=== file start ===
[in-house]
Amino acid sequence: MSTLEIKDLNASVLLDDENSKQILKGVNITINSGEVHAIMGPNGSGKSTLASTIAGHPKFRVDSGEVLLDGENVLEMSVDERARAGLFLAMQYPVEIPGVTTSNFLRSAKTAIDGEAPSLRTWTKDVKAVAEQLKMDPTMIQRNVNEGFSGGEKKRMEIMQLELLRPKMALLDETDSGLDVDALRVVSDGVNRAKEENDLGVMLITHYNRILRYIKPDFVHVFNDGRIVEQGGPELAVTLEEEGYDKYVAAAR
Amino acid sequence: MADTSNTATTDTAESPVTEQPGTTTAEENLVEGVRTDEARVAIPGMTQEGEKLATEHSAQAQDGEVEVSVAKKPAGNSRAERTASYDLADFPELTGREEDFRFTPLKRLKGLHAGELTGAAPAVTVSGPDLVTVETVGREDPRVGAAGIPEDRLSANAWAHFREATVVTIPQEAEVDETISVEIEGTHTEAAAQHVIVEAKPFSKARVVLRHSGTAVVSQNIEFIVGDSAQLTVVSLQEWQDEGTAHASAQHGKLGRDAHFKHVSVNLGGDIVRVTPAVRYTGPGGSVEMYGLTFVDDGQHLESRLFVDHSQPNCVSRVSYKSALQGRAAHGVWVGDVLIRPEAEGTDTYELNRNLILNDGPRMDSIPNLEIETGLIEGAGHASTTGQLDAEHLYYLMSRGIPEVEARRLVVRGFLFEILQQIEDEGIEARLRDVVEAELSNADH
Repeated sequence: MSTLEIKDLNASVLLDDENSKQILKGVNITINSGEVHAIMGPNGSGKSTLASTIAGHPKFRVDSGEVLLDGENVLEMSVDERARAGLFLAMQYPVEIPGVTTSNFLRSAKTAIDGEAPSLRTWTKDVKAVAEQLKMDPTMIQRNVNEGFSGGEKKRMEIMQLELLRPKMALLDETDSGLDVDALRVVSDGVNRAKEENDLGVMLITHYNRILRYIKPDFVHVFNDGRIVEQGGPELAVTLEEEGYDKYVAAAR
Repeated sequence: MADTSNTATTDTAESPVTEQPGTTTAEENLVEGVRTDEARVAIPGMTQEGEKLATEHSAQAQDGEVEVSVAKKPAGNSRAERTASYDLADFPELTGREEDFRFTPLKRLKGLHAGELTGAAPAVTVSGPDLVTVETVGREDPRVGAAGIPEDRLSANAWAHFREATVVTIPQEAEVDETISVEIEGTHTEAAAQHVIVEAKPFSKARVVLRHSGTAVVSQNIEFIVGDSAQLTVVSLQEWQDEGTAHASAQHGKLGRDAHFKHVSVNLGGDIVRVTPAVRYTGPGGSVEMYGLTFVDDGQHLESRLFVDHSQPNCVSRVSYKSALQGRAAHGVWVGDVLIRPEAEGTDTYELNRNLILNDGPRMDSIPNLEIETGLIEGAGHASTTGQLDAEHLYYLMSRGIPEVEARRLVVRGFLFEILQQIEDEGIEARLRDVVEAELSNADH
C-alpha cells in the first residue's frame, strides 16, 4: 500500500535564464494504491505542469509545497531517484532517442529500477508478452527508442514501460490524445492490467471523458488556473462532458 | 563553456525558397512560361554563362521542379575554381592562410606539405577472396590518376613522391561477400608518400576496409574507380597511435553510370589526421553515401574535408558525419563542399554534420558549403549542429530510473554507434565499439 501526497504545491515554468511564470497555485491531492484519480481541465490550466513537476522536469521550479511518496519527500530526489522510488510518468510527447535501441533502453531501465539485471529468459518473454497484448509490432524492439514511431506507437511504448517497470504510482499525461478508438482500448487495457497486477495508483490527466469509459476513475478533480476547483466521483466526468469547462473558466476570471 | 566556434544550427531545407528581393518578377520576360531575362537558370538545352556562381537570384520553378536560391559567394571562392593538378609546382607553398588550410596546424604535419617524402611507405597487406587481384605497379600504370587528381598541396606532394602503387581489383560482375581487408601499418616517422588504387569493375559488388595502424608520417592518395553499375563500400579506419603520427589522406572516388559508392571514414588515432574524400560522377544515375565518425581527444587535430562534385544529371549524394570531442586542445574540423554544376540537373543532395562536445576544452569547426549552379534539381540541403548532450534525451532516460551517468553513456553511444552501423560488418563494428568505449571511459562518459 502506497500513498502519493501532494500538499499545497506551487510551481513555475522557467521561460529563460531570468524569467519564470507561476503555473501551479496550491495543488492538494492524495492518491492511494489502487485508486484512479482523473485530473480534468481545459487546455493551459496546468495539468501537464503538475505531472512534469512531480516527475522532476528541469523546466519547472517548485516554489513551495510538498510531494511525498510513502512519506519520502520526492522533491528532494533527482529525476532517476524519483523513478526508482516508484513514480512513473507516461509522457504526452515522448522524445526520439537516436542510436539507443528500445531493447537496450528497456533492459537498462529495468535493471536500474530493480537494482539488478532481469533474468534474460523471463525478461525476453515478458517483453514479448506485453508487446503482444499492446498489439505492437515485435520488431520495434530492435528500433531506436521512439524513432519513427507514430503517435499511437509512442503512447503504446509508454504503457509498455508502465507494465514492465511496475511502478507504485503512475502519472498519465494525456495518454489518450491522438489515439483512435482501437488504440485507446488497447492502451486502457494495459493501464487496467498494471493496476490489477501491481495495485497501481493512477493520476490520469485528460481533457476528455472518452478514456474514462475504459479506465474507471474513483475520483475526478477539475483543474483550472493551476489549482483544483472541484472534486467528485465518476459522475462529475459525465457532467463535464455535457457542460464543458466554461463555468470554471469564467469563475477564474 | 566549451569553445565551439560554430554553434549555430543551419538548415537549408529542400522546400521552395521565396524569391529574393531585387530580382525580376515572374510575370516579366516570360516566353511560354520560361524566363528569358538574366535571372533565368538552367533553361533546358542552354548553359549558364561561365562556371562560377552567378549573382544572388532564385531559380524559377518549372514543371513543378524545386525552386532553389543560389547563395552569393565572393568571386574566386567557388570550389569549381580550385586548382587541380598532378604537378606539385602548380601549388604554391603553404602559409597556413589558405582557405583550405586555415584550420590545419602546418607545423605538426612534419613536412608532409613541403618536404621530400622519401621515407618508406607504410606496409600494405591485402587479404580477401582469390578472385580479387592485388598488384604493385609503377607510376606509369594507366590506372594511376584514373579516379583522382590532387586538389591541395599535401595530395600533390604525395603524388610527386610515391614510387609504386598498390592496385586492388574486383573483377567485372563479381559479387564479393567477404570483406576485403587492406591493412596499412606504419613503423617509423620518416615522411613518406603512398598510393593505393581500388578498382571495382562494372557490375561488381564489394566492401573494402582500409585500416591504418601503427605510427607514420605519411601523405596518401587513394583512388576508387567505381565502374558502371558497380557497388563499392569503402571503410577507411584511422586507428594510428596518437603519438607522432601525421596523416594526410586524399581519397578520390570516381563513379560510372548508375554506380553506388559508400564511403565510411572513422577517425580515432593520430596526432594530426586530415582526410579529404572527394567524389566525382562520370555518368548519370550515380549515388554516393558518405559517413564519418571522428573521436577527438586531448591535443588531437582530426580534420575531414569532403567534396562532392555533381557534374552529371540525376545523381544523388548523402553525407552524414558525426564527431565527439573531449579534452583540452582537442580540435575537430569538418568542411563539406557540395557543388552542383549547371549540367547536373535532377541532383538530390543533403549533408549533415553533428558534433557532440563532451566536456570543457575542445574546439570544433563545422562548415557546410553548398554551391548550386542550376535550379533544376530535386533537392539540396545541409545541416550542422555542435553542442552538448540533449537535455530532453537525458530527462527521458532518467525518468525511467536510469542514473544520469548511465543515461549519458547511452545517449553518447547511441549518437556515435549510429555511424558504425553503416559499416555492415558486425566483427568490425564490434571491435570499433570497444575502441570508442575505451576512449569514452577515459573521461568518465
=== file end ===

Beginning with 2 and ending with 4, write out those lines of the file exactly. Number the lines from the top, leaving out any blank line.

Amino acid sequence: MSTLEIKDLNASVLLDDENSKQILKGVNITINSGEVHAIMGPNGSGKSTLASTIAGHPKFRVDSGEVLLDGENVLEMSVDERARAGLFLAMQYPVEIPGVTTSNFLRSAKTAIDGEAPSLRTWTKDVKAVAEQLKMDPTMIQRNVNEGFSGGEKKRMEIMQLELLRPKMALLDETDSGLDVDALRVVSDGVNRAKEENDLGVMLITHYNRILRYIKPDFVHVFNDGRIVEQGGPELAVTLEEEGYDKYVAAAR
Amino acid sequence: MADTSNTATTDTAESPVTEQPGTTTAEENLVEGVRTDEARVAIPGMTQEGEKLATEHSAQAQDGEVEVSVAKKPAGNSRAERTASYDLADFPELTGREEDFRFTPLKRLKGLHAGELTGAAPAVTVSGPDLVTVETVGREDPRVGAAGIPEDRLSANAWAHFREATVVTIPQEAEVDETISVEIEGTHTEAAAQHVIVEAKPFSKARVVLRHSGTAVVSQNIEFIVGDSAQLTVVSLQEWQDEGTAHASAQHGKLGRDAHFKHVSVNLGGDIVRVTPAVRYTGPGGSVEMYGLTFVDDGQHLESRLFVDHSQPNCVSRVSYKSALQGRAAHGVWVGDVLIRPEAEGTDTYELNRNLILNDGPRMDSIPNLEIETGLIEGAGHASTTGQLDAEHLYYLMSRGIPEVEARRLVVRGFLFEILQQIEDEGIEARLRDVVEAELSNADH
Repeated sequence: MSTLEIKDLNASVLLDDENSKQILKGVNITINSGEVHAIMGPNGSGKSTLASTIAGHPKFRVDSGEVLLDGENVLEMSVDERARAGLFLAMQYPVEIPGVTTSNFLRSAKTAIDGEAPSLRTWTKDVKAVAEQLKMDPTMIQRNVNEGFSGGEKKRMEIMQLELLRPKMALLDETDSGLDVDALRVVSDGVNRAKEENDLGVMLITHYNRILRYIKPDFVHVFNDGRIVEQGGPELAVTLEEEGYDKYVAAAR